THE source of this proverb isn’t known but it has been widely used since English theologian and historian Thomas Fuller first committed it to print in 1650.
Over the centuries, as people endured devastating wars and conflicts, diseases and famines, it was often hopeless for many years. But an end would inevitably come and the world continue to turn.
In the Festive Star Eugene Broderick wrote about a little known famine in Ireland that wreaked havoc on Waterford. In 1740-41, the Forgotten Famine is believed to have been caused by a volcano erupting on the remote Kamchatka Peninsula in the far east of Russia, hurtling thousands of tonnes of dust into the upper atmosphere. A great frost ensued, with devastating consequences, including for Ireland where temperatures plummeted for months on end. Locally, the year became known as Bliain an Áir, the ‘Year of Slaughter’. The population of Ireland at the time was around 2.4 million – 300,000-400,000 perished, a death rate of between 12.5 and 16 per cent.
‘We will tell our grandchildren of 2020-2021. Let’s not make the story we have to tell worse than it can be.’
While indelible at the time, the memory of this phenomenal event was practically wiped from the record, with the Great Famine of 1845 enduring forevermore in people’s consciousness. So too, the Plague – or the Black Death – killed 20 million people in Europe, mainly from 1347-50, though it wouldn’t disappear entirely for six centuries. Fast forward passed two world wars of the last century, and times of extreme rationing – as lived through by our grandparents and great grandparents’ generations. For centuries people have faced, survived and built upon the tribulations of their times. Our extreme test of endurance is Covid-19, for which we could not be better equipped. We are living through a global pandemic in a first world country, with a government – though flawed in its management of keeping this pandemic at bay – which has provided millions of Euro in support for the full gamut of economic displacement currently being experienced by individuals, businesses, health care settings, and much more besides.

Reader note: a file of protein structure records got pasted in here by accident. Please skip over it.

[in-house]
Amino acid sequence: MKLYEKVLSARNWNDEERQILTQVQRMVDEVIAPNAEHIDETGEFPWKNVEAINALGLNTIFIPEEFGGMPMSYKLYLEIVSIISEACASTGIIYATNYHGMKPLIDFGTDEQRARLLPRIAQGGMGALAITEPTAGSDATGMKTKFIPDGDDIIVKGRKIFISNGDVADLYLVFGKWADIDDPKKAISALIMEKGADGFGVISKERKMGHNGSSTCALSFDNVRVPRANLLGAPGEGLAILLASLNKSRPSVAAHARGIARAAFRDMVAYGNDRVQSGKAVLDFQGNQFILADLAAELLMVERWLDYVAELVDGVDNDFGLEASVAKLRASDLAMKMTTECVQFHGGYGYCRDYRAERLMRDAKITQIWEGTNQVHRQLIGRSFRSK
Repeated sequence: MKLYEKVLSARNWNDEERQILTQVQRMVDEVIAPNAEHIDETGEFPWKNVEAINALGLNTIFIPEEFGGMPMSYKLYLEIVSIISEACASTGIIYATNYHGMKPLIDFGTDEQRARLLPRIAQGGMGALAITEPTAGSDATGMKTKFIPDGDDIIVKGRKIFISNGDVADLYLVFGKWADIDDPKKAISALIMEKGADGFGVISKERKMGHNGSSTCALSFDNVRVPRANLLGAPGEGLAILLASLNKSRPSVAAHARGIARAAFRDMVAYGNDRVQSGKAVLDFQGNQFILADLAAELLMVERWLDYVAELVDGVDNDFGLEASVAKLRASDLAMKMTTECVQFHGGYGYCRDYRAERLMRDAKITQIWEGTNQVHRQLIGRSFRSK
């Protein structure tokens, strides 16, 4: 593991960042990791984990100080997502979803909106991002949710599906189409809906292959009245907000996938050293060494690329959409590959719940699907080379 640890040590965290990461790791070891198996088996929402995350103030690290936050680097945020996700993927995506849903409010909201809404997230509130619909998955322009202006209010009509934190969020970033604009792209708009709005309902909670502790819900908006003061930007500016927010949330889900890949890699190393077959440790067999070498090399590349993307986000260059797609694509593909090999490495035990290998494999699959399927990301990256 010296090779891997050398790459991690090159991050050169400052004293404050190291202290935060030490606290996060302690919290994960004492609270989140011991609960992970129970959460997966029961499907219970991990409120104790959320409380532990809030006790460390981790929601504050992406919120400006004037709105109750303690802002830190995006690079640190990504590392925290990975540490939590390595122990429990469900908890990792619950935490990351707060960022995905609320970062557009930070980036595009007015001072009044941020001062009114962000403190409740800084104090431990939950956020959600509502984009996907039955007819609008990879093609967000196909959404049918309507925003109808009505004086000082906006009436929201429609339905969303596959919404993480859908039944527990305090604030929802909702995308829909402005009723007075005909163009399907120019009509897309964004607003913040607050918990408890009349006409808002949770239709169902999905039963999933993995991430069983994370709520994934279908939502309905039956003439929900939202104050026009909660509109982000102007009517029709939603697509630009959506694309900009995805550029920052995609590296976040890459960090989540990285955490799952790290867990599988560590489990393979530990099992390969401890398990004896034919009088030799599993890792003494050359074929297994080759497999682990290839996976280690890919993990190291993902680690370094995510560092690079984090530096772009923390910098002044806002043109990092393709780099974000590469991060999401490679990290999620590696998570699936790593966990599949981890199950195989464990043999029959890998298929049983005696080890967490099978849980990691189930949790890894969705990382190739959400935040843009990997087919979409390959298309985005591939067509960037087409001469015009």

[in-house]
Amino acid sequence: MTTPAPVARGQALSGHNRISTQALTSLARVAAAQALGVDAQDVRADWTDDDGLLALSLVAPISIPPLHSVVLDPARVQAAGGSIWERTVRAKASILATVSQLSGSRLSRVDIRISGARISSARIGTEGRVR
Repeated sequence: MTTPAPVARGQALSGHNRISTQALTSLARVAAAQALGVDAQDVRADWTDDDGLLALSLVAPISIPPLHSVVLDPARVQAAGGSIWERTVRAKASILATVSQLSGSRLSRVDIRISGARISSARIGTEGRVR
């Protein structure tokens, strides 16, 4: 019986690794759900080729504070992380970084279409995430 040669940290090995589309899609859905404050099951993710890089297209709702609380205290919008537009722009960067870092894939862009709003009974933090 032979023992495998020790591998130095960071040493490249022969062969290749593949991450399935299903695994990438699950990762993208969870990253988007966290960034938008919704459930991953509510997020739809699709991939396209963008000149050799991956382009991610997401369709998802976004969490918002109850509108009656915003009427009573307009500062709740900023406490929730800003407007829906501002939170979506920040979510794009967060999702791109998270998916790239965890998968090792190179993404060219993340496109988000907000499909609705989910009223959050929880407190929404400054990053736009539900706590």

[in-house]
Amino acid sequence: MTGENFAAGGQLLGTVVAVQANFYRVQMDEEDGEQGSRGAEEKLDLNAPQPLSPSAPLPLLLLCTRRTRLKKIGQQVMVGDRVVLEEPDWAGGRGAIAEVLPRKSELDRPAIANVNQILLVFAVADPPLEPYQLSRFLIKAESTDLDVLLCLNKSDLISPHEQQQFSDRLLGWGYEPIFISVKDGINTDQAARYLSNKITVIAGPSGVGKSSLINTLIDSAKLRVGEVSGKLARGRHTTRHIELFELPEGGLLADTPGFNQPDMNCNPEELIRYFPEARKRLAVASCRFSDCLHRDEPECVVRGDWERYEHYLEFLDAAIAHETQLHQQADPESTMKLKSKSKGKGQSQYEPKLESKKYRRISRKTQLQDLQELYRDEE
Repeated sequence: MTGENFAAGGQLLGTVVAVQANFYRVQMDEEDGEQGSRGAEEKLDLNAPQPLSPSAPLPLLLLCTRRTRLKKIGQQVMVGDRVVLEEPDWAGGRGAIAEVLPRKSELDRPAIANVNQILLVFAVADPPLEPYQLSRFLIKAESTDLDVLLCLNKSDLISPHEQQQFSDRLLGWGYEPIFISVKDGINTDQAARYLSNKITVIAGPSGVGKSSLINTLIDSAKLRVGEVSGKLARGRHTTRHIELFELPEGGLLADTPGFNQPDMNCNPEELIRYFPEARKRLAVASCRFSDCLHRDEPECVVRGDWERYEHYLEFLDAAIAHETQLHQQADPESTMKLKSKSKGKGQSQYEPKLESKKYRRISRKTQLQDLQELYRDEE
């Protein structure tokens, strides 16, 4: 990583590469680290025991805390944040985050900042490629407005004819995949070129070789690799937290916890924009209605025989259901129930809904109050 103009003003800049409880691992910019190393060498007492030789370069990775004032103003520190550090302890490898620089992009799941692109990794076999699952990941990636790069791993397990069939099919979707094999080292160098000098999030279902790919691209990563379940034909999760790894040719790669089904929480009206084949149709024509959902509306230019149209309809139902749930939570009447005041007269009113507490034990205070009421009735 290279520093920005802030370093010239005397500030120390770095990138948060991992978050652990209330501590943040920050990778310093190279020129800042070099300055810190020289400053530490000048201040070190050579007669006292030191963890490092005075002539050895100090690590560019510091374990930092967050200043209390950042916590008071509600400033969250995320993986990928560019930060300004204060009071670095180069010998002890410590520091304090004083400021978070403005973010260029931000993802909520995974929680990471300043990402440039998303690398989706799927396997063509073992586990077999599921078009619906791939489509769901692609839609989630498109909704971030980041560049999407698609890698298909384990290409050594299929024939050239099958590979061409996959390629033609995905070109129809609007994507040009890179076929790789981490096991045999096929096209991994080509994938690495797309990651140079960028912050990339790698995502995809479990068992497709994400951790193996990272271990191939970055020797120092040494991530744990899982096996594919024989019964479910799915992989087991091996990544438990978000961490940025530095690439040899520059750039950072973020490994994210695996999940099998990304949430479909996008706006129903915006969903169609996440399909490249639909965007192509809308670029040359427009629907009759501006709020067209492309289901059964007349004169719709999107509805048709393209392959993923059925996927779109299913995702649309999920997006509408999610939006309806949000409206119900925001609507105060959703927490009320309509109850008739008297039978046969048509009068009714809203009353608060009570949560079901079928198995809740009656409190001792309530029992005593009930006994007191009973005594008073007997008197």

The far reaching knowledge and brilliance of science, built not just in recent decades, but over centuries of humans persisting and rebuilding from trauma and devastation, continuously fighting to do, learn and know better, means that within 12 months of this virus raising its ugly head we have the possibility to protect all of our people, nationally and globally, through the biggest vaccination programme the world has ever known. We have expertise, at the touch of a computer button, for our heads of State, and for our own knowledge, from organisations such as the international World Health Organisation to Ireland’s National Public Health Emergency Team (NPHET).
But the dawn is not here yet, and the hardest part of the fight, inevitably, comes as the end is within touching distance. This third lockdown and wave of Covid-19 in our Waterford community is a pestilence and a hardship, that doesn’t fit with the narrative of a hopeful New Year. But we must dig deeper for a short while more, to protect our people here now. The world will continue to turn, Waterford will rebuild. We will tell our own grandchildren of 2020-2021. Let’s not make the story we have to tell worse than it can be. This is our fight now. Stay the distance and keep your distance. Happy New Year.